Very ironic, isn’t it?

If 12-year-olds are old enough to be treated as adults for the purpose of prosecution by the Ankara regime, then they’re old enough to take up arms against the Ankara regime. They have the right of self-defense too.

Of course the possible advancement of Turkish troops is not the only topic of conversation in the Kurdish blogosphere. Hiwa Hopes reminds us of the plight of Malak Ghorbany, sentenced to stoning in Iran. From Holland to Kurdistan reports about Syrian attacks against its Kurdish population, information on the Kurdish population residing in Lebanon, and information on the plight of Kurdish women, especially the Northen Kurdistan population (Southeast Turkey).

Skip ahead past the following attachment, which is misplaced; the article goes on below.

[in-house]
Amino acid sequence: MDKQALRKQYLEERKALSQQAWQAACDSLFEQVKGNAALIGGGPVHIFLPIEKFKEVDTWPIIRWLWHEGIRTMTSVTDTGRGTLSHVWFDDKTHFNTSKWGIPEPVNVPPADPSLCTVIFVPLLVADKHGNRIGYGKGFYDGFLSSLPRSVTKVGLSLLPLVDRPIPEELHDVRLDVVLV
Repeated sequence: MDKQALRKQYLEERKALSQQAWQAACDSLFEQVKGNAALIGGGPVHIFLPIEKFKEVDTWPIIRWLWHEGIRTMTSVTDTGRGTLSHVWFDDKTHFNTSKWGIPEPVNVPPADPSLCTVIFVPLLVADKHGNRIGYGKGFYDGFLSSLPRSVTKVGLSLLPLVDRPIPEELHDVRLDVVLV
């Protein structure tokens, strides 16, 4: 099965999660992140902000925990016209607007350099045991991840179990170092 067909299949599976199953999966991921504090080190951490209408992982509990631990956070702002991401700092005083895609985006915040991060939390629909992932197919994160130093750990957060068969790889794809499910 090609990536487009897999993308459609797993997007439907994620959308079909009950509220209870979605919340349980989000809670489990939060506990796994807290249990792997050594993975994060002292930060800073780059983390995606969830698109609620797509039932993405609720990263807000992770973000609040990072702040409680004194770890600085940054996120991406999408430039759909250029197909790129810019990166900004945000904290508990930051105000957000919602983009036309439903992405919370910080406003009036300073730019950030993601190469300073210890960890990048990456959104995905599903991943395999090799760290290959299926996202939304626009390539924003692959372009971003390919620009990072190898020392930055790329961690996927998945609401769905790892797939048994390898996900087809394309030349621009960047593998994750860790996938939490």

And lastly, in last week’s edition of Kurdistance, entitled “No Good News”, I reported what another blogger had said about the torture of a little boy in Iran for stealing a piece of bread. A loyal Global Voices reader sent an email stating that the photos were a hoax and provided a link to a Snopes article about it. This situation represents what is wonderful about the blogosphere: the quick reaction to false information. Part of this situation I will gladly take the blame for as I did not research deeper into the posting myself. The blogger who I reported on has since removed the article from his blog, however I would still like to point out (in his defense) that Iran does have a track record of aggression towards it’s Kurdish population that can not be denied. If you would like more information specifically on the Iranian Kurds I would like to direct you to a blog entitled East of Kurdistan that gathers news articles on that very issue. And I would also like to thank my loyal readers who are always keeping me on my toes, I truly appreciate it. Till next week….